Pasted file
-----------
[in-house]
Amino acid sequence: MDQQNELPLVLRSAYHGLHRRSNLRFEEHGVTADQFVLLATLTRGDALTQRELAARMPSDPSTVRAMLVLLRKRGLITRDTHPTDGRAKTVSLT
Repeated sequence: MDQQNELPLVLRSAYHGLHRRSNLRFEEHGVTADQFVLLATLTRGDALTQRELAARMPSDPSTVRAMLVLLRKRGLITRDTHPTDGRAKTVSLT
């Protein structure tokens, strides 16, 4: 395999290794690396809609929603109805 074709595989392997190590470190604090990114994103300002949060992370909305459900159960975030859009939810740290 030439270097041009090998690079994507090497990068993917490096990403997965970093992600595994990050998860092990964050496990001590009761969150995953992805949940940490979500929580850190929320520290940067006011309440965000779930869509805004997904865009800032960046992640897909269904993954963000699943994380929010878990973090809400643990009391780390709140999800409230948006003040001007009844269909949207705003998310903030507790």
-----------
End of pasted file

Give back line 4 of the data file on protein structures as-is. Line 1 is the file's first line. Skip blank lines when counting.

């Protein structure tokens, strides 16, 4: 395999290794690396809609929603109805 074709595989392997190590470190604090990114994103300002949060992370909305459900159960975030859009939810740290 030439270097041009090998690079994507090497990068993917490096990403997965970093992600595994990050998860092990964050496990001590009761969150995953992805949940940490979500929580850190929320520290940067006011309440965000779930869509805004997904865009800032960046992640897909269904993954963000699943994380929010878990973090809400643990009391780390709140999800409230948006003040001007009844269909949207705003998310903030507790």